Excerpt: The sleek and small Olympus E-420 arrived in the summer of 2008, but a recent price drop means it's now an even more tempting choice for those on a tight budget Handling & ease of use: The thing that strikes you most about the E-420 is its size – it’s quite easily one of the smallest DSLRs on the scene, in fact its smaller than some bridge ‘compacts’, especially if fitted with a 'pancake' lens (very small, prime lens), in which case it becomes pocketable (albeit in a...
Conclusion: Olympus claims the E-420 is the smallest and lightest (only its predecessor is a few grams lighter) DSLR on the market and there is no doubt that this is true. The E-420 - especially in combination with the new 25mm F2.8 pancake lens - makes an extremely compact package. If you want a truly pocketable camera without losing DSLR image quality the E-420 should be right at the top of your shortlist.
Pros: Very compact and lightweight digital SLR, especially when combined with the 25mm pancake lens, Comfortable to hold despite the lack of a 'real' grip, Control panel display allows quick access to most important shooting parameters, Generally snappy performance (but slow start-up time due to SSWF), Low noise levels across the ISO range (but loss of detail), User control over ISO noise reduction ('Noise Filter'), Choice of AF mode in Live View, Up to ten times magnificat...
Cons: LCD could be a little brighter for outdoor shooting with live view and is prone to smearing, LCD turns monochrome and noisy in low light, Auto white balance and presets not brilliant (but there is a white balance fine tune option), Image parameters only offer limited latitude around the default settings, Menu structure a little longwinded (especially the setup menus), Comparatively soft image output in JPEG and RAW, Less Dynamic Range than competition (highlights by b...
Excerpt: Olympus made a name for itself by pioneering the downsized SLR. The new E-420 ($500, estimated street, body only; $700 with 25mm f/2.8 Zuiko Digital lens) continues the tradition of tiny cameras packed with big innovations.
Conclusion: Olympus E-420 digital SLR camera When Olympus first introduced the E-400, with the E-410 following not much later, they showed for the first time just how compact a DSLR camera from a FourThirds system can be. The design appealed to me immediately, and although I was prejudiced, shouldn't a DSLR always be solidly heavy, my prejudices went up in smoke the moment I tried out the camera in practice.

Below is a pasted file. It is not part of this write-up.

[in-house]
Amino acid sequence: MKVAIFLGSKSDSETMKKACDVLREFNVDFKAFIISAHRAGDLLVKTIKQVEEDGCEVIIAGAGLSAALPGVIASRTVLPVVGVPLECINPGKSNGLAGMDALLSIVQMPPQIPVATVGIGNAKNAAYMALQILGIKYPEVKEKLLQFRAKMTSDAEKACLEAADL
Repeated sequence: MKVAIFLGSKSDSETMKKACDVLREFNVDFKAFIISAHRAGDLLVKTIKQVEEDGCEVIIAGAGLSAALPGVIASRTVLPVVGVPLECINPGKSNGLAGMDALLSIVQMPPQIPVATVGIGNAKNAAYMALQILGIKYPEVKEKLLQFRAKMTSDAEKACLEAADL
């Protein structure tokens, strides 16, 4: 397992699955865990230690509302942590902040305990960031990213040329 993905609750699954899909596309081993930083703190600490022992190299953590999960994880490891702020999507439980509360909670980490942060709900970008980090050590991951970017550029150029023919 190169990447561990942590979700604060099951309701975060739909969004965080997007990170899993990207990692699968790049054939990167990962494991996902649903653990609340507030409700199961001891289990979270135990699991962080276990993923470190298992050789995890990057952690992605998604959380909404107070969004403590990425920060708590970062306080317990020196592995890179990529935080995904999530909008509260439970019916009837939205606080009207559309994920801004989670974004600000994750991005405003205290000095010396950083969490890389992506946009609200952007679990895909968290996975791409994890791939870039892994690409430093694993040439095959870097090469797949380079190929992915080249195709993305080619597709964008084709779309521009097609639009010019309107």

Excerpt: Physical Views Olympus E-420 compared in size to a CD. Olympus E-420 and its big brother, the E-520. Continue on to Page Two Olympus E-420 Specifications Product Type Product type Single-lens reflex Live View digital camera with interchangeable lens system Memory CompactFlash Type I/II, Microdrive, xD-Picture Card (Dual-Slot) Sensor Size 17.3 mm (H) x 13.0 mm (V) Lens mount Four Thirds Mount Effective Pixels number Effective Pixels number 10 million pixels Image Pickup...
New Olympus camera is tiny, light and takes great photos
Consumer Electronics Net
20 September 2008
Excerpt: Founded in 1919, Olympus has been one of the 'Big 5' camera manufacturers in the US since the late 50's introduction of its very popular half frame film camera the Olympus Pen. Some of its other well known film cameras were the Olympus RC (one of my favorite rangefinder cameras), the legendary OM-1, (introduced in 1973) at the time the smallest, lightest full frame SLR camera on the market. It instantly created a fan market for small, easier to carry SLR's.
Olympus E-420 (Live View) Four-Thirds Digital SLR Camera Review
6 September 2008
Conclusion: There is no doubt that I really like the Olympus E-420 but I would have loved it even more if some of the negatives I listed hadn’t been present (like the bad AF Assist Lamp implementation, being a little noisy in low light, Live View being slow). But I was very impressed with image quality with the Olympus E-420 having surprisingly sharp out of the box pictures with accurate natural colors.
Pros: Very good image quality, Sharp out of the box pictures with accurate colors, Body is durable and comfortable in the hand, Fast performance under good lighting, Lightweight and compact design, Many scene modes for beginners, Super Control Panel is easy to use, Live View can be helpful to teach beginners, Fast continuous shooting of 3.5 frames per second, Supersonic Wave Filter™ Dust Reduction System, Kit is lens goog
Cons: AF Assist Lamp is nowhere to be found., Implementation of flash blinking multiple times to act as an AF Assist Lamp is poorly executed., No real mechanical image stabilization in the body or lens, Live View leaves more to be desired because of its slow performance, LCD is a little hard to see in sunlight, LCD screen gets unbearable in low-light turning monochrome, choppy and noisy, Limited dynamic range means blow highlights, Flash seems to underexpose picture...